Yes, the cliché is true that we have to prepare students for careers that haven’t been invented yet. But it is also true that we have to prepare them to re-invent themselves and their skill set again at 30, 40, 50; long after they’ve left "schooling." How many of us are modeling this? How many of us are still relying mainly on the skills we were taught? When we need to know how to do something new, what do we do? Ask to be taught or jump in and start learning? (Have you ever heard "I'd really like to learn something about this Web 2.0 stuff, will you offer a workshop?") I know I'm being unfair, workshops definitely have their place, but the best workshops offer just a touch of teaching and lots of discovery and engagement with a resource (me) available for help.
Today in class students blogged their reading books and responded to other blogs. Would reading journals serve the same purpose? Maybe to the teacher, but not to the students. Teens are desperate to talk to each other. We've given them a higher plane to carry on the conversation and they are engaged in discussing, evaluating and comparing books. We had an oral discussion of what makes a blog entry interesting and worth commenting on. Moving on, students used some advanced word processing features to collaboratively analyze the differences between a summary and a synthesis of a non-fiction article. They then pulled up the webs they'd made of their articles (there had summarized one of 10 articles pre-selected) and expanded the webs to include their thinking about their reading (metacognition). Tonight they'll finish their rough drafts. They'll use software to record an mp3 of their synthesis and practice reading with expression. Then they'll listen to themselves as they re-read and revise their draft. Is any of this the "shock and awe" use of technology Sam Morris of Cary Academy describes so well? Nope. Is it powerful? Yes! Transformative? Yes!
Digital Native vs. Digital Immigrant, while certainly a great attention-getter/catch phrase, isn’t a helpful designation in terms of educational technology. Why? Because history teaches us that some immigrants are far better equipped to thrive in a new land than the natives. Once they know the language, even if they keep an accent for the rest of their lives (I’ll never be able to use “i” to mean ME) they will flourish. I think most of Prensky's critiques apply more to what I'd call Digital Tourists. Why? Here's my guess.
Prensky says that
Our students today are all “native speakers” of the digital language of computers, video games and the InternetMy experience is that this is not necessarily true. The student who is completely absorbed in WoW may not know how to find non-gaming information on the web in any organized, helpful way. The avid filmmaker may never have a single programming experience in her K-12 career. Terms such as "technology" and "digital language" are sweeping umbrella terms for fields as varied as pottery, medicine, and trucking. Expertise in one does not translate into or prevent facility in another. Educators know this. They are overwhelmed by the vastness of what they do not know and they shut down. This does not need to be!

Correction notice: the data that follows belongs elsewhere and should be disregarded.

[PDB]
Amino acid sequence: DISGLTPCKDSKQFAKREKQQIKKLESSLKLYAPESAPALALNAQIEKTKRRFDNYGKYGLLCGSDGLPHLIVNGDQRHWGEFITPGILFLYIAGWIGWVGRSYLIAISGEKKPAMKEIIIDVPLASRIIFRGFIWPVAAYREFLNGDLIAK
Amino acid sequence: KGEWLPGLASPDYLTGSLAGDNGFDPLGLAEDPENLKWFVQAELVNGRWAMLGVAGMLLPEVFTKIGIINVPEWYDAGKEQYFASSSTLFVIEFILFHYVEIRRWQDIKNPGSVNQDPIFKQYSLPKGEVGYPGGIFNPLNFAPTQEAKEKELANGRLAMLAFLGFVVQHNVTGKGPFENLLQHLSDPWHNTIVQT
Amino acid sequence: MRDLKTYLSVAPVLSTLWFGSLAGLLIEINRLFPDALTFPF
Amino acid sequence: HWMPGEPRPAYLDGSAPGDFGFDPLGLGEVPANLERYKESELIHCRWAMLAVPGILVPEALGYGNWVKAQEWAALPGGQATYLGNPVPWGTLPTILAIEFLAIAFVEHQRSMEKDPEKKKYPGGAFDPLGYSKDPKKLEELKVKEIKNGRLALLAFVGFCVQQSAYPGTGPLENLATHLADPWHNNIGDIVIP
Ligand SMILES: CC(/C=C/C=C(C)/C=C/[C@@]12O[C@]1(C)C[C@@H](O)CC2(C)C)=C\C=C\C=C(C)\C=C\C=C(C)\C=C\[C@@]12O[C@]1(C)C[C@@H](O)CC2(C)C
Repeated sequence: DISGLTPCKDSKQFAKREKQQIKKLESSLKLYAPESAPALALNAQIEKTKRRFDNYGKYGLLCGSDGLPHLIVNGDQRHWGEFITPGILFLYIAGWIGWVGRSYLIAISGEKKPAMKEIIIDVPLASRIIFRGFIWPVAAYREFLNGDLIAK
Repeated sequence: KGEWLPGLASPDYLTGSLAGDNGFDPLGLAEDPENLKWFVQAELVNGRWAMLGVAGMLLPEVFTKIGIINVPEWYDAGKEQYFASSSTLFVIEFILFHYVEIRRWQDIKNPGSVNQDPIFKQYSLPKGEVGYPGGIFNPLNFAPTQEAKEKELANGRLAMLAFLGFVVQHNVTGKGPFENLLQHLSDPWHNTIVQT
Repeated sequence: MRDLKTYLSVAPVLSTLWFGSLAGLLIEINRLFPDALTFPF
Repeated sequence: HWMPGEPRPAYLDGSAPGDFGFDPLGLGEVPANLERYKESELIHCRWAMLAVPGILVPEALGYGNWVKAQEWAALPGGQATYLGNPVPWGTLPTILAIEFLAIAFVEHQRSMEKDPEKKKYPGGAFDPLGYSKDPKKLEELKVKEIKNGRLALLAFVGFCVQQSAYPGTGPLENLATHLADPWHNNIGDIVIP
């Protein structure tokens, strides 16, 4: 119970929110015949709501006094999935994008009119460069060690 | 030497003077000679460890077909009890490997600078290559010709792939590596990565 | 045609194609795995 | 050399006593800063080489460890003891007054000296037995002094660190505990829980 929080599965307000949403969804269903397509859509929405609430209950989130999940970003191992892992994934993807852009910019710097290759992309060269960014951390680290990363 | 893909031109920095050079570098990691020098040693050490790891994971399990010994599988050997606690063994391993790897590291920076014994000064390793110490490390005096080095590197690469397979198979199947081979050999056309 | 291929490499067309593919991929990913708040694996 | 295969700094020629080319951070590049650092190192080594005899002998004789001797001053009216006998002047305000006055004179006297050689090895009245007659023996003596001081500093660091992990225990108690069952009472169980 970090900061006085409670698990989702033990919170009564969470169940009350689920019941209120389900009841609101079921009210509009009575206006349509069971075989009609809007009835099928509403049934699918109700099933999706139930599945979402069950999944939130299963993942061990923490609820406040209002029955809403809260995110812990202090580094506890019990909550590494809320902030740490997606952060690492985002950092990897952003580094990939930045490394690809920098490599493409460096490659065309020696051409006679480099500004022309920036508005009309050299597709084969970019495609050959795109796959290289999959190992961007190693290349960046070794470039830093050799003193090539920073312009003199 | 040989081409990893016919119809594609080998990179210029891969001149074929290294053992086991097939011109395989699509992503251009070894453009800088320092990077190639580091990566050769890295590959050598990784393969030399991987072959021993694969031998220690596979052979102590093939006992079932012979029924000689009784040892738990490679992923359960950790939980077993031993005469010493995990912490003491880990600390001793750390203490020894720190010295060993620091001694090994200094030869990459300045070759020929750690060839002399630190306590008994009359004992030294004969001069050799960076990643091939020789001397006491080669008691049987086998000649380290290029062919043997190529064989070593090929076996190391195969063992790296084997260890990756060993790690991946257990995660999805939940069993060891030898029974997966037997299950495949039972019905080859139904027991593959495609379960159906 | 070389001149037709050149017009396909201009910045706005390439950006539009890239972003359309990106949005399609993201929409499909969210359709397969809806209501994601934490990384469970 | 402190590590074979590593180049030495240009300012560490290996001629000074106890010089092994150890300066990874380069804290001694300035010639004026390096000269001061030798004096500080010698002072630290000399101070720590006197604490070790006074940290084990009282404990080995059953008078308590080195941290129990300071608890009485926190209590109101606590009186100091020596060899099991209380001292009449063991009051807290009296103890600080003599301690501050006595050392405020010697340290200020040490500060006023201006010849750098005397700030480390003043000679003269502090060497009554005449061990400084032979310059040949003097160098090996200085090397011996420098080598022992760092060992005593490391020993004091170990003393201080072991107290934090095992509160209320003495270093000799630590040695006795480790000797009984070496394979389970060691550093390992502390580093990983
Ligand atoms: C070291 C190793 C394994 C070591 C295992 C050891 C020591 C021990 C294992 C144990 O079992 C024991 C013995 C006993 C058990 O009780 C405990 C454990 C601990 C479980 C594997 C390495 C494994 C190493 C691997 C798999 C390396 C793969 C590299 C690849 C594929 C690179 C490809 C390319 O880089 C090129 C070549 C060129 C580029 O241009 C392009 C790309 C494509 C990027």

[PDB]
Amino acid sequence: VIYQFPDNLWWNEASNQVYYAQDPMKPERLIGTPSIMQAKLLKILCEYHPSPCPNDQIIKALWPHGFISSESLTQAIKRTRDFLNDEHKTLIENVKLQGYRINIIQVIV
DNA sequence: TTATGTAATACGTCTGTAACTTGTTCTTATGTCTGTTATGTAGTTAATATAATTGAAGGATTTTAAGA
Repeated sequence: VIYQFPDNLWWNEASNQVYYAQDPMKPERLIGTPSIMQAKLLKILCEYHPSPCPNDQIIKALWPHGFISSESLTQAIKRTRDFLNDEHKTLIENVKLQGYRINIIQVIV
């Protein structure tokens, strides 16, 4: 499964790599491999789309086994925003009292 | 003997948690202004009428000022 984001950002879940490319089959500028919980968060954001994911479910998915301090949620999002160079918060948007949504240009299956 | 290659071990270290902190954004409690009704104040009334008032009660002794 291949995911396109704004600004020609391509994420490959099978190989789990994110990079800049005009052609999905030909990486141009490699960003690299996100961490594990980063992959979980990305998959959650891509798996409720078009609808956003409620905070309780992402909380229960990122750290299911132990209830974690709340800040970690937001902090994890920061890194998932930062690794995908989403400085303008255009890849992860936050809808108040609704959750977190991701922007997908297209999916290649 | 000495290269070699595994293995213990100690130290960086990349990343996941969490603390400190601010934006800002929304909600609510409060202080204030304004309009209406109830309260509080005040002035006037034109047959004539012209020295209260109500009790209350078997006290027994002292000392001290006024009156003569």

I'm an immigrant in the digital world Prensky describes . However, because I was fortunate enough to be well-educated by dedicated public school teachers and a life-long learning parent, I'm a pretty darn comfortable immigrant. I don't "do" second life, even a little bit. Not a gamer. I contribute to several Nings and Wikis regularly, and feel free to edit others I visit when the spirit moves me. I follow several bloggers, use Flock to track them, along with my friends in Facebook. I make fabulous Christmas cards, digital and paper. I used YouTube recently to convince a friend to buy a new carseat. I stay connected with my family via video skype calls, tweet my friends and professional contacts. I exercise while listening to Women of Web 2.0 podcasts (I know, very, very nerdy). This is sounding like a "me, me, me, look at me" so I'll stop here. My point is that, among my education peers and my age group, I do a lot and yet I don't come anywhere near "doing it all" in terms of technology. I talk with kids every day, and none of them do it all either. The difference is, they're comfortable with it.
Next question: What does it take to teach 21st Century Literacy?
Why a new blog now? It is time for a manifesto of sorts, and none of my Nings seem to be the place to put such a thing. I came close to doing a major edit on a Wiki I am involved with, but I wanted this signed and dated and MINE. I don't want to post these particular ideas on my school hosted site since I'm not limiting myself to discussion of technology there, so here I am.
My latest frustration is that I can't seem to answer the simplest of questions "what do you do?" I am involved with the instructional use of technology to help students learn and teachers teach. Seems straightforward. My non-technology education background includes special education, middle school, science, language arts and reading. It's not as mixed up as it seems, most of those happened in conjunction with one another. My technology education background evolved over the last 15 years as it did for many of us who started with 10 Macs in a makeshift lab in a converted storage closet. So maybe that is my point. If I'm a tech integrationist, then aren't I also a teacher of reading and writing? A teacher of problem-solving? A teacher who uses differentiation? Of course. But recognition of dual functionality is hard to communicate in academia and, apparently, hard to budget. How do I explain the value I add to an educational program? Why is the already excellent classroom in which I've been immersed this year better now than it was before I arrived? That sounds like another post. . .